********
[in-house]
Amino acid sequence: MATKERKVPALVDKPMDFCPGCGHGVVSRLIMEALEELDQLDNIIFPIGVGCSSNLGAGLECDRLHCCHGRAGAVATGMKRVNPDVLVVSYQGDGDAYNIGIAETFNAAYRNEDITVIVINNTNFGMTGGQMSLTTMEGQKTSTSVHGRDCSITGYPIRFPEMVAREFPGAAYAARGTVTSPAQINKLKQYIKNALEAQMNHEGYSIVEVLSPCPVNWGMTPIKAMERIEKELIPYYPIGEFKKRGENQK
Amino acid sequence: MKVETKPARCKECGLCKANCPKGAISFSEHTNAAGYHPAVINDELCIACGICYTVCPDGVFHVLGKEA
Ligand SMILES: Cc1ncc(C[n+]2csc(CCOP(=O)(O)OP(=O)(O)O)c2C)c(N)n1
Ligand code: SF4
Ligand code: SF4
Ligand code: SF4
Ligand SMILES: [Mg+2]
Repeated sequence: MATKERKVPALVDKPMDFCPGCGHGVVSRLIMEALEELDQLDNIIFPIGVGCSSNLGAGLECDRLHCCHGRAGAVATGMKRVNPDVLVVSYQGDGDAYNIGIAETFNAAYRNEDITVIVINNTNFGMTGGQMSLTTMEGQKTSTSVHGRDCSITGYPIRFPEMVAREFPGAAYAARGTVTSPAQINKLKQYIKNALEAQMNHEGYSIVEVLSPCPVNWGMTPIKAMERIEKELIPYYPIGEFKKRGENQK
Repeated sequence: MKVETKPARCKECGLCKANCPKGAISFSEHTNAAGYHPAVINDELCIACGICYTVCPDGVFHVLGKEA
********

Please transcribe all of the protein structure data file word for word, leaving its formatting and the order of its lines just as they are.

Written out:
[in-house]
Amino acid sequence: MATKERKVPALVDKPMDFCPGCGHGVVSRLIMEALEELDQLDNIIFPIGVGCSSNLGAGLECDRLHCCHGRAGAVATGMKRVNPDVLVVSYQGDGDAYNIGIAETFNAAYRNEDITVIVINNTNFGMTGGQMSLTTMEGQKTSTSVHGRDCSITGYPIRFPEMVAREFPGAAYAARGTVTSPAQINKLKQYIKNALEAQMNHEGYSIVEVLSPCPVNWGMTPIKAMERIEKELIPYYPIGEFKKRGENQK
Amino acid sequence: MKVETKPARCKECGLCKANCPKGAISFSEHTNAAGYHPAVINDELCIACGICYTVCPDGVFHVLGKEA
Ligand SMILES: Cc1ncc(C[n+]2csc(CCOP(=O)(O)OP(=O)(O)O)c2C)c(N)n1
Ligand code: SF4
Ligand code: SF4
Ligand code: SF4
Ligand SMILES: [Mg+2]
Repeated sequence: MATKERKVPALVDKPMDFCPGCGHGVVSRLIMEALEELDQLDNIIFPIGVGCSSNLGAGLECDRLHCCHGRAGAVATGMKRVNPDVLVVSYQGDGDAYNIGIAETFNAAYRNEDITVIVINNTNFGMTGGQMSLTTMEGQKTSTSVHGRDCSITGYPIRFPEMVAREFPGAAYAARGTVTSPAQINKLKQYIKNALEAQMNHEGYSIVEVLSPCPVNWGMTPIKAMERIEKELIPYYPIGEFKKRGENQK
Repeated sequence: MKVETKPARCKECGLCKANCPKGAISFSEHTNAAGYHPAVINDELCIACGICYTVCPDGVFHVLGKEA